4.1. Advanced Safety Features

The two SUVs offer outstanding safety features, and they have both received good crash test ratings from the Insurance Institute Highway Safety. Both have a host of available active safety features including adaptive cruise control, blind spot monitor, rear cross traffic alert, lane departure prevention, and forward collision mitigation. However, the Jeep goes a step ahead and offers a more advanced parking assistance system with parallel and perpendicular park assist. It also offers an automation system for parking the vehicle using an in-built or mobile phone controlled remote, which the Chevy does not offer. Another missed feature in the Chevy is the avoidance technology coupled with the forward collision mitigation, which the Jeep offers. The Cherokee offers a safety feature targeting the protection of passengers in case of an off-road emergency. The S.O.S system lets the passengers signal for help using the application on the rearview mirror in case of any emergency. The safety features offered are more or less the same, although the Jeep offers more advanced technology in the general safety features. Both SUVs offer a 3-year/36,000-mile basic and a 5-year/60,000-mile powertrain warranty with roadside assistance.

4.2. Driver-Assistance Technologies

When choosing a new vehicle, the number of engine options and safety features can make a world of difference in the experience. In considering the Chevy Equinox and the Jeep Cherokee, we need to compare how the different options for each vehicle stack up against one another. First and foremost, the base engine for the Equinox is a 1.5L turbo 4-cylinder engine, which is more fuel efficient than the standard engine for the Cherokee, a 2.4L Inline-4 engine. However, the base engine for the Cherokee has more horsepower at 180 compared to that of the Equinox at 170. The base engine for the Equinox will suit anyone trying to save money in fuel costs and drive less aggressively, while anyone that wants more power and speed off the line will find the base engine for the Cherokee more appealing. Both vehicles have other engine options that appeal to different driving styles, such as the 2.0L turbo 4-cylinder for the Equinox. This engine has 252 horsepower and is obviously more costly compared to the standard engine, but will suffice for anybody that wants a faster driving experience. The Cherokee offers a 3.2L V6 engine with 271 horsepower, a Trailhawk Elite 3.2 L V6 engine, and a 2.0L I-4 Turbo engine. This gives the Cherokee a more expensive yet greater variety of options for those wanting to find a more powerful and faster driving experience.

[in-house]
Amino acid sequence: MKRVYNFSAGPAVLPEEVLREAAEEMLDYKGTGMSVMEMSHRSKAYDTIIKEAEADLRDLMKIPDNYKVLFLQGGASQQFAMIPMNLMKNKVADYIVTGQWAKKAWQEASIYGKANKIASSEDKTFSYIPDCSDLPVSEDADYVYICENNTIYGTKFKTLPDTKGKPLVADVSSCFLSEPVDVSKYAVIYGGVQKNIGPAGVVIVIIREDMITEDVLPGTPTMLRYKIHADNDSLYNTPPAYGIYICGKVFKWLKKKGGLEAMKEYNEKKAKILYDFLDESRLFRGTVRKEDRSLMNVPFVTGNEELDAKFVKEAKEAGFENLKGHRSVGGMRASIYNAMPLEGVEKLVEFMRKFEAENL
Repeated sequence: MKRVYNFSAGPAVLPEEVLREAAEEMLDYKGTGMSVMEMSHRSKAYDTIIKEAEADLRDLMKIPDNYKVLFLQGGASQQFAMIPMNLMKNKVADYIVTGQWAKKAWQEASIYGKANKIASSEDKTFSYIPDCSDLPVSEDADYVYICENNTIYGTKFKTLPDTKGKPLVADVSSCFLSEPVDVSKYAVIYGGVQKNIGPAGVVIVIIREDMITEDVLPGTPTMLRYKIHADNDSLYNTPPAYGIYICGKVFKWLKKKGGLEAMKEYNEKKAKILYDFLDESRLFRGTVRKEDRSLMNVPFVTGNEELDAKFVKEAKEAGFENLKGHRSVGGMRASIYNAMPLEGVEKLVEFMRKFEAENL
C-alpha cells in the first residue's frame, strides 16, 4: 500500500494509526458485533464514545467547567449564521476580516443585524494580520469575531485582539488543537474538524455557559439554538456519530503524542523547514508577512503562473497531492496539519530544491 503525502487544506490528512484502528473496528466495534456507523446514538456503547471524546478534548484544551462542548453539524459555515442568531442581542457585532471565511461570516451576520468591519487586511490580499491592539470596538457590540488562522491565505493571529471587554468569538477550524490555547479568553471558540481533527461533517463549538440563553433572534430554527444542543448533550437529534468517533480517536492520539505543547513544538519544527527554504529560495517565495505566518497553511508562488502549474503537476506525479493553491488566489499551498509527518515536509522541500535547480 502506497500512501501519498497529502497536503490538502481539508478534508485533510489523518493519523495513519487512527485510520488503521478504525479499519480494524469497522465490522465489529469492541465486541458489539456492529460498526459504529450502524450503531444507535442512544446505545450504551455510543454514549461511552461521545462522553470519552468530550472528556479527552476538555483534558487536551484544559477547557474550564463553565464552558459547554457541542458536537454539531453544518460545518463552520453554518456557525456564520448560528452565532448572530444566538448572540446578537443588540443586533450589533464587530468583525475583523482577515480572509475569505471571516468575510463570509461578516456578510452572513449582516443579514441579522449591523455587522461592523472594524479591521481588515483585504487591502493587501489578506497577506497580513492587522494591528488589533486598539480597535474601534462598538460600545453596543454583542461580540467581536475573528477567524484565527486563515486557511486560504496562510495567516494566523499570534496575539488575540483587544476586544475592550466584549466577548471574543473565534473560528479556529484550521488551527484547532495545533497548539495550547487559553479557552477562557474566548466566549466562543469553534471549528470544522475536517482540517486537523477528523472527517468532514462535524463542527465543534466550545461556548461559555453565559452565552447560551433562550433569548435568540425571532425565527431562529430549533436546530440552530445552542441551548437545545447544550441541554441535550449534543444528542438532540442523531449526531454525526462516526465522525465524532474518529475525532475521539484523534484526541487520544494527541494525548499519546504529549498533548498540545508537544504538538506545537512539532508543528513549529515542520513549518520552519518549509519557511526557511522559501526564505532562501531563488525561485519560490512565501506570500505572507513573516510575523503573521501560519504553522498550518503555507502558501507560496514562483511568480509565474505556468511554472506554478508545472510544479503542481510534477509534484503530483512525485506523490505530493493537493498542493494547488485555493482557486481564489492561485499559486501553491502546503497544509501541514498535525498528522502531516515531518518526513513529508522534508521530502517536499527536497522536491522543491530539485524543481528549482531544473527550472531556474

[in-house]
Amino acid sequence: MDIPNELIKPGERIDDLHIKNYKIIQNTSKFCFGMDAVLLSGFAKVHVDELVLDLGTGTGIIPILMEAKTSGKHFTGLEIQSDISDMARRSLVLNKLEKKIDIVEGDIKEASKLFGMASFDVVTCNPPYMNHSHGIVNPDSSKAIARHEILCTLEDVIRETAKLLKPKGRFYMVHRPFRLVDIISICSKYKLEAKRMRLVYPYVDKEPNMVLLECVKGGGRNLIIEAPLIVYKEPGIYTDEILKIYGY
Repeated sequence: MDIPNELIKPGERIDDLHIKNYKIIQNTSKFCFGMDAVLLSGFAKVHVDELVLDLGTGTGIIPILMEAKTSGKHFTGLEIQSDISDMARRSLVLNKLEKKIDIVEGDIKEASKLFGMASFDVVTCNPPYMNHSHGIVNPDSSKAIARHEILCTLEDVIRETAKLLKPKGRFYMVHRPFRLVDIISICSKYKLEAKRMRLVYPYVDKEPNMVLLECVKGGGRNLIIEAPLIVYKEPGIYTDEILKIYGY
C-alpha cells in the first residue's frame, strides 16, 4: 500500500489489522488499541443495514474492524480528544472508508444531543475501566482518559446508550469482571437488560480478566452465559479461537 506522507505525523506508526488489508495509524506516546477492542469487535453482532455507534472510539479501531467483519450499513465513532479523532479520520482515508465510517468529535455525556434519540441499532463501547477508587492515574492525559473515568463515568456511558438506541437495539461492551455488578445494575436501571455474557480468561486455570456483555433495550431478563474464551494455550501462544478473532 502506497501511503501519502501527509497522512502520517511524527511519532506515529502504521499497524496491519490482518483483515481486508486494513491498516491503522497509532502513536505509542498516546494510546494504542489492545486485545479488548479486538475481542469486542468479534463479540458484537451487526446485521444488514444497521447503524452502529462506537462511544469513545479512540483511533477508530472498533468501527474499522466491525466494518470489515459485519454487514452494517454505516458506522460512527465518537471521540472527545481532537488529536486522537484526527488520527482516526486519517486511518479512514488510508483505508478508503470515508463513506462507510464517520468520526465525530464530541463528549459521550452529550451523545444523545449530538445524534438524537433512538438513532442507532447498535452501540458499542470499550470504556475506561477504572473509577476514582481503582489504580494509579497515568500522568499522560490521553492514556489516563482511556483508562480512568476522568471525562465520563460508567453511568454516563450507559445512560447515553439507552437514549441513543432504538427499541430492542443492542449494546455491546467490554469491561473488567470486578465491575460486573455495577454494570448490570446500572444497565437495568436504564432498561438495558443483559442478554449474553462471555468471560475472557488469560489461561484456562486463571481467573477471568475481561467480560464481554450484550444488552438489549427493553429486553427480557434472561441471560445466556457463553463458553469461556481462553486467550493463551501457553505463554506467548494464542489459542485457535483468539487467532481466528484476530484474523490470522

4.3. Infotainment and Connectivity Options

The Jeep Cherokee's infotainment system, referred to as Uconnect, is widely known as one of the more user-friendly systems in the market. It has an easy to navigate interface, quick response times, and the redundant buttons and knobs are an improvement over previous touch-screen only generations. The Equinox offers MyLink, which has also been known for its user friendliness and quick response times. Both systems offer similar features such as voice command and smartphone app integration though Uconnect has been known to be a bit more reliable. The Jeep Cherokee starts at a base price of $23,995, and ranges all the way up to $37,695. The Chevy Equinox starts at $24,995 and ranges all the way up to $38,040. Uconnect comes as a standard in all models, but a bigger and advanced touchscreen interface is available in the upper trim levels. The same goes for MyLink, as a 7-inch diagonal color touch-screen is available on the upper trim levels and models with the bigger screen provide you with a navigation feature. Overall, the systems in both vehicles have a lot to offer and are highly competitive in terms of infotainment and connectivity. However, the quicker response time and reliability of Uconnect gives the Cherokee the slight edge.